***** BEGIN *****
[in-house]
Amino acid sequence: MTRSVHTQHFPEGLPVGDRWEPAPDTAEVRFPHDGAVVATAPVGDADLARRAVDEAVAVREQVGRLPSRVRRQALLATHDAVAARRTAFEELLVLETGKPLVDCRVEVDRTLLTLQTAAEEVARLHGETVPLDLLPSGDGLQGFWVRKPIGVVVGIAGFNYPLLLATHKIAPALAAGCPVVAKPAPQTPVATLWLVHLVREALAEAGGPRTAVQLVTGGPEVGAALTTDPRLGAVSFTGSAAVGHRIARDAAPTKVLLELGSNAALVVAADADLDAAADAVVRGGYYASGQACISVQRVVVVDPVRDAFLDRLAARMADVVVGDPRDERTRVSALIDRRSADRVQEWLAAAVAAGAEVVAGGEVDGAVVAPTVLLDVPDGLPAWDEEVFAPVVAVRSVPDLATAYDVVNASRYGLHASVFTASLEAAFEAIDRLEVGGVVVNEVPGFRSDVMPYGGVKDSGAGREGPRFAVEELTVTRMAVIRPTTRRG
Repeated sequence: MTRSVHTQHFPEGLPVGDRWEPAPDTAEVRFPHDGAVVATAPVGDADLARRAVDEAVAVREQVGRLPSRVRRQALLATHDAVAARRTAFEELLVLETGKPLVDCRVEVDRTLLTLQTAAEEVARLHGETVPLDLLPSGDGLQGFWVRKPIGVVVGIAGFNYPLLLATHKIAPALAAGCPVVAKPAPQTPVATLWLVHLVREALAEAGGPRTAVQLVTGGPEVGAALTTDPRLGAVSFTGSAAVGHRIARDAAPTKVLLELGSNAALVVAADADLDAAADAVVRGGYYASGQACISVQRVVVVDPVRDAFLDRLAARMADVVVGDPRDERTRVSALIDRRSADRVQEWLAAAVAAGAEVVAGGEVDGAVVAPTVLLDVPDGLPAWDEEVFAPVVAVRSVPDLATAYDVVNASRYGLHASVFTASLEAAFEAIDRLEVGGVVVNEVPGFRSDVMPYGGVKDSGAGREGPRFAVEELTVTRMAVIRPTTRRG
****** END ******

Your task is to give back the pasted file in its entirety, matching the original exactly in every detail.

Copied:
[in-house]
Amino acid sequence: MTRSVHTQHFPEGLPVGDRWEPAPDTAEVRFPHDGAVVATAPVGDADLARRAVDEAVAVREQVGRLPSRVRRQALLATHDAVAARRTAFEELLVLETGKPLVDCRVEVDRTLLTLQTAAEEVARLHGETVPLDLLPSGDGLQGFWVRKPIGVVVGIAGFNYPLLLATHKIAPALAAGCPVVAKPAPQTPVATLWLVHLVREALAEAGGPRTAVQLVTGGPEVGAALTTDPRLGAVSFTGSAAVGHRIARDAAPTKVLLELGSNAALVVAADADLDAAADAVVRGGYYASGQACISVQRVVVVDPVRDAFLDRLAARMADVVVGDPRDERTRVSALIDRRSADRVQEWLAAAVAAGAEVVAGGEVDGAVVAPTVLLDVPDGLPAWDEEVFAPVVAVRSVPDLATAYDVVNASRYGLHASVFTASLEAAFEAIDRLEVGGVVVNEVPGFRSDVMPYGGVKDSGAGREGPRFAVEELTVTRMAVIRPTTRRG
Repeated sequence: MTRSVHTQHFPEGLPVGDRWEPAPDTAEVRFPHDGAVVATAPVGDADLARRAVDEAVAVREQVGRLPSRVRRQALLATHDAVAARRTAFEELLVLETGKPLVDCRVEVDRTLLTLQTAAEEVARLHGETVPLDLLPSGDGLQGFWVRKPIGVVVGIAGFNYPLLLATHKIAPALAAGCPVVAKPAPQTPVATLWLVHLVREALAEAGGPRTAVQLVTGGPEVGAALTTDPRLGAVSFTGSAAVGHRIARDAAPTKVLLELGSNAALVVAADADLDAAADAVVRGGYYASGQACISVQRVVVVDPVRDAFLDRLAARMADVVVGDPRDERTRVSALIDRRSADRVQEWLAAAVAAGAEVVAGGEVDGAVVAPTVLLDVPDGLPAWDEEVFAPVVAVRSVPDLATAYDVVNASRYGLHASVFTASLEAAFEAIDRLEVGGVVVNEVPGFRSDVMPYGGVKDSGAGREGPRFAVEELTVTRMAVIRPTTRRG